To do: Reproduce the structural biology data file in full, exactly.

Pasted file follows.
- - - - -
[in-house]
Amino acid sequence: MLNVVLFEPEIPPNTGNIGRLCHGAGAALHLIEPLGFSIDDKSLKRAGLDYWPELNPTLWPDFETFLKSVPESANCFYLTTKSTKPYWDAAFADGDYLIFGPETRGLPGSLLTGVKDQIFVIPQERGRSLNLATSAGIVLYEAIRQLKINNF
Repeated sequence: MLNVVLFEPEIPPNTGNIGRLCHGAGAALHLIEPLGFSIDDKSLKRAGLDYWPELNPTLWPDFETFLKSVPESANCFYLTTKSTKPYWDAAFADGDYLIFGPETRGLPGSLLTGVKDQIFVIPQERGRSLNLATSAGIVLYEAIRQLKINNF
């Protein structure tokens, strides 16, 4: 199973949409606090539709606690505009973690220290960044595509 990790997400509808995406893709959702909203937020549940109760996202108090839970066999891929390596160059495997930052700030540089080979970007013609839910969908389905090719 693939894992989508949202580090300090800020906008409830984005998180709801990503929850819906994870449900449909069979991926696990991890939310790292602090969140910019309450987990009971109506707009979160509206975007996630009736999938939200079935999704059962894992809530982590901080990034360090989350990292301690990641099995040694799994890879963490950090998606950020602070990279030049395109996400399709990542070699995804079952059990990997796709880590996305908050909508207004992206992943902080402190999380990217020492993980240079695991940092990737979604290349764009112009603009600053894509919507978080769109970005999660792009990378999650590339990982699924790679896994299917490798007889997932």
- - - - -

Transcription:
[in-house]
Amino acid sequence: MLNVVLFEPEIPPNTGNIGRLCHGAGAALHLIEPLGFSIDDKSLKRAGLDYWPELNPTLWPDFETFLKSVPESANCFYLTTKSTKPYWDAAFADGDYLIFGPETRGLPGSLLTGVKDQIFVIPQERGRSLNLATSAGIVLYEAIRQLKINNF
Repeated sequence: MLNVVLFEPEIPPNTGNIGRLCHGAGAALHLIEPLGFSIDDKSLKRAGLDYWPELNPTLWPDFETFLKSVPESANCFYLTTKSTKPYWDAAFADGDYLIFGPETRGLPGSLLTGVKDQIFVIPQERGRSLNLATSAGIVLYEAIRQLKINNF
């Protein structure tokens, strides 16, 4: 199973949409606090539709606690505009973690220290960044595509 990790997400509808995406893709959702909203937020549940109760996202108090839970066999891929390596160059495997930052700030540089080979970007013609839910969908389905090719 693939894992989508949202580090300090800020906008409830984005998180709801990503929850819906994870449900449909069979991926696990991890939310790292602090969140910019309450987990009971109506707009979160509206975007996630009736999938939200079935999704059962894992809530982590901080990034360090989350990292301690990641099995040694799994890879963490950090998606950020602070990279030049395109996400399709990542070699995804079952059990990997796709880590996305908050909508207004992206992943902080402190999380990217020492993980240079695991940092990737979604290349764009112009603009600053894509919507978080769109970005999660792009990378999650590339990982699924790679896994299917490798007889997932």